Dead Rising 3: Apocalypse Edition
Format: PC (Reviewed)
Developer: Capcom Vancouver
Almost a year after its release as a launch title for the Xbox One, the third part of Capcom’s venerable zombie franchise has shuffled onto PC. As with what has become tradition for numbered Dead Rising sequels, we follow a new protagonist in a new location – this time, mechanic Nick Ramos who gets caught up in a zombie outbreak in the fictional city of Los Perdidos ten years after the events of Dead Rising 2. Nick and a ragtag group of survivors get caught in a desperate race against time to get out of the quarantined city before an airstrike obliterates the place. As you traverse the city, meeting victims and psychos alike, you utilize Nick’s mechanical know-how to concoct a wide range of bizarre and lethal custom weapons and vehicles with which to dispatch the undead menace.
The original Dead Rising was noted for its original if sometimes overly harsh system of time limits, perishable survivors and alternate endings that required a large amount of planning on the part of the player to master. 2010’s Dead Rising 2 did a good job of tweaking these systems for accessibility, resulting in a slicker, friendlier game that retained the original’s best qualities, though the thorough milking of the game (DR2, two downloadable spinoffs and Off The Record) did leave the formula in need of a shakeup for the third numbered instalment. Unfortunately, Dead Rising 3 sees developer Capcom Vancouver choose a reductive approach rather than innovation, resulting in a rather homogenized experience.
Dead Rising 3‘s open, vehicle-crammed world removes a lot of the choices that helped make the first two games so challenging. The time limits for survivor rescues are significantly more generous this time, and while the game still has multiple endings and the ‘ticking clock’ mechanic of the earlier games in the form of the pending airstrike, it’s much more relaxed than before further contributing to the sense that this Dead Rising would much rather have its players explore and have fun than have to feel pressured at any point.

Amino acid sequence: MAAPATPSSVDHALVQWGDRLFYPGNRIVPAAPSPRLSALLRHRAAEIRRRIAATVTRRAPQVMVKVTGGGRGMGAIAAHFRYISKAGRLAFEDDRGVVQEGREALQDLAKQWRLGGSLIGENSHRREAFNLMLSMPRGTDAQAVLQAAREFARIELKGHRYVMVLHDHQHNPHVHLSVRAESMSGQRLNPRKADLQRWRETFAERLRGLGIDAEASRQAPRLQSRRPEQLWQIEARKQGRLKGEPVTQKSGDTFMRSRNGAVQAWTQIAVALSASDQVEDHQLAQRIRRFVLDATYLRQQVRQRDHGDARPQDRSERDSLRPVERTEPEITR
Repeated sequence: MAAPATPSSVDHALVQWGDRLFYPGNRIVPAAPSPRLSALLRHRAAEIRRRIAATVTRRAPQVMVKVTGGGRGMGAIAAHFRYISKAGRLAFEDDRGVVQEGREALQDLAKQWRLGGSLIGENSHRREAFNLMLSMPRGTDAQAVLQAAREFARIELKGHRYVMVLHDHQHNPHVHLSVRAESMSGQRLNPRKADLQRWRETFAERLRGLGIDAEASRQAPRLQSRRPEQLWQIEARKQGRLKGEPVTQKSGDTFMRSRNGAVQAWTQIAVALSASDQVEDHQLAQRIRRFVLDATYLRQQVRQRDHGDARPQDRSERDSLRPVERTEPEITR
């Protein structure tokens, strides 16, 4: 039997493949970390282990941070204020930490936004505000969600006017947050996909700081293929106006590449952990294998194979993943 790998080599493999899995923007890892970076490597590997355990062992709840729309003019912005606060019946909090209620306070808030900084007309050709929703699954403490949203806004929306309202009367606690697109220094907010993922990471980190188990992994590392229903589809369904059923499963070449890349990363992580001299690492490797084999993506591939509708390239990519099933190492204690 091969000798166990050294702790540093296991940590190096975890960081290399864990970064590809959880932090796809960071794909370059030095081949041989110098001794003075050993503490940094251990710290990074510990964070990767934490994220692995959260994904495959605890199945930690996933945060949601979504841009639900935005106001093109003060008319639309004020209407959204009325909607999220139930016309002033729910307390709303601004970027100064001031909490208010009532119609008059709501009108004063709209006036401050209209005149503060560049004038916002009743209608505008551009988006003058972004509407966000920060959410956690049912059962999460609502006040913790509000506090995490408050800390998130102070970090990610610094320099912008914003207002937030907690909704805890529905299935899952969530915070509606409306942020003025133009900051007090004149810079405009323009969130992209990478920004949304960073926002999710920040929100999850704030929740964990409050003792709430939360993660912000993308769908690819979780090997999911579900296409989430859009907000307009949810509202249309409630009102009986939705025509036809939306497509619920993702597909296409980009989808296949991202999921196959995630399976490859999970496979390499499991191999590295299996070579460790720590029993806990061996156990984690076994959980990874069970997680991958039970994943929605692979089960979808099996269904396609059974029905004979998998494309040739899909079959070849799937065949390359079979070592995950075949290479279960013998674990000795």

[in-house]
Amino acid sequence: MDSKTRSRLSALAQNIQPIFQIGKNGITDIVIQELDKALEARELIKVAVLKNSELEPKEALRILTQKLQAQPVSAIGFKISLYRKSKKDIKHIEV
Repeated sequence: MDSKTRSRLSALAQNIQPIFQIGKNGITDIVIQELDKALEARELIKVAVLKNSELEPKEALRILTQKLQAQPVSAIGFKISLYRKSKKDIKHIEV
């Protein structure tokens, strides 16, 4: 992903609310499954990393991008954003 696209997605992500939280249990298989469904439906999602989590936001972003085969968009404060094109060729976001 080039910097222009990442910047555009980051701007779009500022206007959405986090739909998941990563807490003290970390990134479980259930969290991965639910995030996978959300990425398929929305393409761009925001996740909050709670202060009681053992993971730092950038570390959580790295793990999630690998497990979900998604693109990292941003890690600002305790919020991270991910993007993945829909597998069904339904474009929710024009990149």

It’s a shame then, that Los Perdidos isn’t actually any fun to explore. There’s nothing about this place that sets it apart from a hundred other open-world cities in a hundred other open-world games, and the game’s reliance on fetch quests (Particularly the dull DLC missions) reduces navigation to perpetual sluggish trudges through miles of zombies, then turning around and trudging your way back again. There’s no tension, no drama worth taking seriously and choices are for the most part consequence-free: Now more than ever it’s a game about killing zombies in ridiculous numbers, with little to distract you from this task.
The problem is that we’ve been there before. We’ve all killed millions of undead in a cornucopia of ways, in a hundred different games, and Dead Rising 3 simply doesn’t have enough going under the hood to make it novel again. Dead Rising‘s mechanics may have been unpolished and obtuse but they at least demanded thoughtful play; Dead Rising 3 on the other hand goes out of its way to ensure that the player needs to think about as little as possible apart from the dicing of undead by the dozen. A few years ago that would’ve been enough, but if you want to release a zombie game in 2014 you need to do more than that to keep the attention, especially when you have sluggish controls that make searching for items with two dozen zombies jumping on you at a time a regularly frustrating experience.
This entry also sees the writing lose a lot of its character. Protagonist Nick Ramos is your average everyman-with-a-shady-past, while the supporting characters are range of pretty predicable stereotypes: the small-minded, disloyal hick, the huge-cleavaged waitress who of course gets near-raped almost as soon as we meet her… The series has always gleefully employed B-movie stereotypes, but Dead Rising 3‘s cast run the gamut from uninteresting to downright nasty.
Unfortunately, PC gamers who may have been expecting a bang-up port to show off how much more shiny their rigs are than the Xbox One will be in for a bit of a disappointment too, with Dead Rising 3 coming to PC in a decidedly less than optimized form. It runs particularly roughly for a console port, and many users have reported regular crashes to desktop while attempting to play; I haven’t experienced it myself, but judging by the less-than-convincing way the engine runs I can’t say the reports come as a shock either. This is of course stuff that should be mostly amended with patching, but the point is that it shouldn’t be happening in the first place. It makes you wonder what they were doing in the better part of a year it’s taken to prepare this port after the game’s original release on Xbox One.
What we have here is a franchise that has chosen to regress rather than further hone what made it unique, especially dispiriting after Dead Rising 2 did so much to improve the first game’s mechanics. Newcomers to the franchise are still advised to seek out the more compact downloadable episodes Dead Rising 2: Case Zero and Case West, which by streamlining the zombie-killing, survivor-saving action to be enjoyed in many small bites still makes them arguably the franchise’s high point.
It’s hard to recommend Dead Rising 3. PC gamers are advised to hold back version until they sort out the technical issues, but even when taken on its own merits as a game it’s hard to find any real hook. It’s not a bad game; it just all feels a bit redundant, like it was made for a demographic that only ever really existed on a marketing exec’s whiteboard.